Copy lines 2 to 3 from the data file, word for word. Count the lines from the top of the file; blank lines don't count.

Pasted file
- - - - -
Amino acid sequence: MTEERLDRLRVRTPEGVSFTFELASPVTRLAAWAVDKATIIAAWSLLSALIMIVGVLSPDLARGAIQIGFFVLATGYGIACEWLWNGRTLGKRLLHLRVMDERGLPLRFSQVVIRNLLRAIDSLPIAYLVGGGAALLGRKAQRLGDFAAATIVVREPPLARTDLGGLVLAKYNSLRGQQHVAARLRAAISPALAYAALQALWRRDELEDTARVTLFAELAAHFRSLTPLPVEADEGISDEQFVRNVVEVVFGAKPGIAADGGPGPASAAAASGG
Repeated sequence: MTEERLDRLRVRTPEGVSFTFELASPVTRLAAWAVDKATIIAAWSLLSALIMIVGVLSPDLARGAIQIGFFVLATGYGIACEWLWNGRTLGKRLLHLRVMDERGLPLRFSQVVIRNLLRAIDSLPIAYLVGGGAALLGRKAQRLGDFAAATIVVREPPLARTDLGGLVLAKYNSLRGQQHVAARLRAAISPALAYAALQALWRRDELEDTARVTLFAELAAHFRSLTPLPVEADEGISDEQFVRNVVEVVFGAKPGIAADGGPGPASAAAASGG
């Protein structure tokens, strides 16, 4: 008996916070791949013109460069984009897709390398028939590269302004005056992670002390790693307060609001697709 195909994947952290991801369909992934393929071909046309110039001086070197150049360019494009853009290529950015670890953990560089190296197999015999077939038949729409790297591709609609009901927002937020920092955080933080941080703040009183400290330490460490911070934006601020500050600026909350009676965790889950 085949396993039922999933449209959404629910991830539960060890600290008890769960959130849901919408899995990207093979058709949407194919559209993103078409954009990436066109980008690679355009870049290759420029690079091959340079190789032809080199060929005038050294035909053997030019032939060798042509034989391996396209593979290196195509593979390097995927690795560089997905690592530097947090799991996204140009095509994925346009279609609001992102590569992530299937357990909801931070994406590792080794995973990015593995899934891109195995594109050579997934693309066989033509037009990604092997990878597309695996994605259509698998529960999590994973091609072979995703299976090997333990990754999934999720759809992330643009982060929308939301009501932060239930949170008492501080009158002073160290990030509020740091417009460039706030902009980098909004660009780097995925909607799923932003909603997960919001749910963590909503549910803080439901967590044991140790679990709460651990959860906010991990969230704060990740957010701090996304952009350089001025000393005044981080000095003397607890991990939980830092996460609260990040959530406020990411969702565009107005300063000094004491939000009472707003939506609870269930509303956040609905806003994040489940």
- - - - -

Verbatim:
Repeated sequence: MTEERLDRLRVRTPEGVSFTFELASPVTRLAAWAVDKATIIAAWSLLSALIMIVGVLSPDLARGAIQIGFFVLATGYGIACEWLWNGRTLGKRLLHLRVMDERGLPLRFSQVVIRNLLRAIDSLPIAYLVGGGAALLGRKAQRLGDFAAATIVVREPPLARTDLGGLVLAKYNSLRGQQHVAARLRAAISPALAYAALQALWRRDELEDTARVTLFAELAAHFRSLTPLPVEADEGISDEQFVRNVVEVVFGAKPGIAADGGPGPASAAAASGG
């Protein structure tokens, strides 16, 4: 008996916070791949013109460069984009897709390398028939590269302004005056992670002390790693307060609001697709 195909994947952290991801369909992934393929071909046309110039001086070197150049360019494009853009290529950015670890953990560089190296197999015999077939038949729409790297591709609609009901927002937020920092955080933080941080703040009183400290330490460490911070934006601020500050600026909350009676965790889950 085949396993039922999933449209959404629910991830539960060890600290008890769960959130849901919408899995990207093979058709949407194919559209993103078409954009990436066109980008690679355009870049290759420029690079091959340079190789032809080199060929005038050294035909053997030019032939060798042509034989391996396209593979290196195509593979390097995927690795560089997905690592530097947090799991996204140009095509994925346009279609609001992102590569992530299937357990909801931070994406590792080794995973990015593995899934891109195995594109050579997934693309066989033509037009990604092997990878597309695996994605259509698998529960999590994973091609072979995703299976090997333990990754999934999720759809992330643009982060929308939301009501932060239930949170008492501080009158002073160290990030509020740091417009460039706030902009980098909004660009780097995925909607799923932003909603997960919001749910963590909503549910803080439901967590044991140790679990709460651990959860906010991990969230704060990740957010701090996304952009350089001025000393005044981080000095003397607890991990939980830092996460609260990040959530406020990411969702565009107005300063000094004491939000009472707003939506609870269930509303956040609905806003994040489940």